Summer fragrances

31st May 2022

Smell is a uniquely powerful sense, generating strong reactions and evoking distant memories. As the long sunny days prompt more wild flowers to bloom, we explore the natural scents that shout out summer – with help from sustainable flower delivery business Petalon and natural bath & body brand land&water.

First off, we’re heading away from the salty air, surf wax and sun cream scents of the beach, to the coast path and deeper into Cornwall’s verdant undergrowth and hedgerows. Here you’ll catch the fragrant scents being released by plants and wild flowers coming into bloom.

With the first flush of spring now fading, there’s an abundance of flowering plants ready to step into the breach. From the sweet smelling honeysuckle climbing over its hedgerow fellows, to the aromatic leaves and tiny lilac flowers of pennyroyal. Going by mentha pulegium in Latin, pennyroyal’s leaves can be steeped in hot water for a strong, wild mint tea.

If you’re on the hunt for rarer scents than these among the undergrowth, The Lizard is where to head. Home to an ancient and unique geology, many rare species and sweet smells can be found in one of the UK’s most biodiverse regions.

On a summer’s evening walk through fields, you might encounter the orange-scented smell of the fragrant orchid. On heathland or even sandy dunes, you might pick up the gentle fragrance of wild thyme – also identified by its purple-pink flowers between May and August, growing close to the ground. Chives, another fragrance reminiscent of the kitchen, grow wild on The Lizard, with its recognisable small pink flowers.

Image credit: Petalon

Floral fragrance

Surround yourself with the fragrance of summer blooms grown on these shores indoors… At Petalon’s Cornish farm, it’s a particularly busy time of year, says Petalon co-owner James. “We have to be in the field cutting flowers early enough to beat the day’s heat,” he explains. “Then we’re in the studio making up bouquets, by the time most people are thinking about setting off for work.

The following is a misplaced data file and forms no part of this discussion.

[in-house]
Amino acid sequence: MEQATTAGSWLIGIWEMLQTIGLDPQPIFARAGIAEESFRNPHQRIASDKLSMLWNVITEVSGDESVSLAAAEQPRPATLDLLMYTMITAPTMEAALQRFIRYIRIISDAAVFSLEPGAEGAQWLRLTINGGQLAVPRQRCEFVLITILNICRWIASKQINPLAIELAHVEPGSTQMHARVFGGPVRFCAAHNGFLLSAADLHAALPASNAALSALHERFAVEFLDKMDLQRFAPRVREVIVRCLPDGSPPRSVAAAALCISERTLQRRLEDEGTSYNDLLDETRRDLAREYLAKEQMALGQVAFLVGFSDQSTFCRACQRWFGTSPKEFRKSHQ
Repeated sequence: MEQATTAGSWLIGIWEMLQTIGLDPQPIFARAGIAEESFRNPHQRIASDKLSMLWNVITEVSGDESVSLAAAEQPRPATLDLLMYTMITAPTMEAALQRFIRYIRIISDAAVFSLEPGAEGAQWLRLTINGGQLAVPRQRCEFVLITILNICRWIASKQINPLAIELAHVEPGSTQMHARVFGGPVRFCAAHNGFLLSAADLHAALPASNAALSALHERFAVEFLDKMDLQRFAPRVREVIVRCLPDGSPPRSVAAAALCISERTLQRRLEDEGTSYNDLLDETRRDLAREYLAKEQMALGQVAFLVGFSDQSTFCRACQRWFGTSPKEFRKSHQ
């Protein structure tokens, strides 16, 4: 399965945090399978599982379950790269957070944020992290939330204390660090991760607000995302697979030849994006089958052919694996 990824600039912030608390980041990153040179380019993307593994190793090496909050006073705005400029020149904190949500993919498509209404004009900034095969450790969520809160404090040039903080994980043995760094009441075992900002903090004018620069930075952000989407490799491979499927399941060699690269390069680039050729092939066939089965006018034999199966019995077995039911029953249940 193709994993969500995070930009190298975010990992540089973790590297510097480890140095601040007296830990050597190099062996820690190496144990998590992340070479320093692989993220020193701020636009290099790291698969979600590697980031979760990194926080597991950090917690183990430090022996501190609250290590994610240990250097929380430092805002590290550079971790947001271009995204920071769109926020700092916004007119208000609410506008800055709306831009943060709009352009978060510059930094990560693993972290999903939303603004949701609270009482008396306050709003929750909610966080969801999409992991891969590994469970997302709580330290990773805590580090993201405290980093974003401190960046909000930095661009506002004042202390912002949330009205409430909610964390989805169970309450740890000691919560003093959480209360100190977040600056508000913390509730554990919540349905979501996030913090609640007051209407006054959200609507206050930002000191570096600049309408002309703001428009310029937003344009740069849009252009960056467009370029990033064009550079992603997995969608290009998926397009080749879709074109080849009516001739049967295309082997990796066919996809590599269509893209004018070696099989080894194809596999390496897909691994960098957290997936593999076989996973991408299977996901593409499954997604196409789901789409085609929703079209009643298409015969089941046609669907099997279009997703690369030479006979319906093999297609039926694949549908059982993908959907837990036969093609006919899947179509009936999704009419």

“In terms of the bouquets themselves, the summer is defined by abundance. Even the dwarf sunflowers we grow still have such large heads, and the delphiniums and larkspur are so tall, we can barely fit them inside the box!”

When it comes to bouquets for the nose, the Petalon team include a heady mix in their deliveries. “Sweet peas will continue through early summer and smell just amazing – particularly in a delivery bouquet, as their sweet scent really fills the box,” he says. “By late summer we’ll be using lots of mint and geranium stems, both of which have a deserving reputation for their incredible smells.”

Image credit: Petalon 

Other stars of the season are lupins, ready to send as the pink and purple varieties appear in hedgerows around the county. Then there are poppies, with a longer flowering life than those defying the odds to bloom along Cornish stone walls.

Alongside the rows of flowers for cutting, the hedgerows around the Petalon farm see the bright yellow gorse shining brighter than ever. “Gorse smells like sweet coconut to us,” adds James.

The season inside

Waking up to seize the day or coming back indoors to relax after a day on the beach, what scents summon long summer days?

Pix Ashworth, founder of land&water, knows summer has arrived when she notices pairs of small-white domed flowers appearing on the woodland floor.

Image credit: Goodrest Studios for land&water

Lily-of-the-valley signals the approaching summer to me; fresh, light and crisp,” she says. “For me, the longer days mean evenings on the coast path or in the garden witnessing explosive growth and fragrances. The ‘hot-lips’ Salvia (so-called for its bi-colours of red and white) is a big favourite for both its gorgeous minty aroma and its enduring flowers; I have several dotted around the garden.

“And I definitely have a mint leaning, using it wherever possible – be it in salads, summer drinks, or with new potatoes.”

Image credit: Goodrest Studios for land&water

When it comes to time indoors, mint is a favourite fragrance for how it “draws the outside in, mimicking that big sky freshness”. For relaxing evenings indoors after long, active days outside, Pix opts for calming essential oils.

“Skin products containing chamomile, to soothe skin redness or irritation from too much sun or bites and stings; and sandalwood, for peace and calm, are a natural draw,” she adds. “Together with sweet almond oil and sea buckthorn oil, we use both these essential oils in our All Elements Skin Balm to help calm and rejuvenate.”

Pairings such as frankincense and clary sage also hold a lot of appeal for Pix, because blending scents is about achieving invigoration and relaxation, “that sweetspot of emotion”.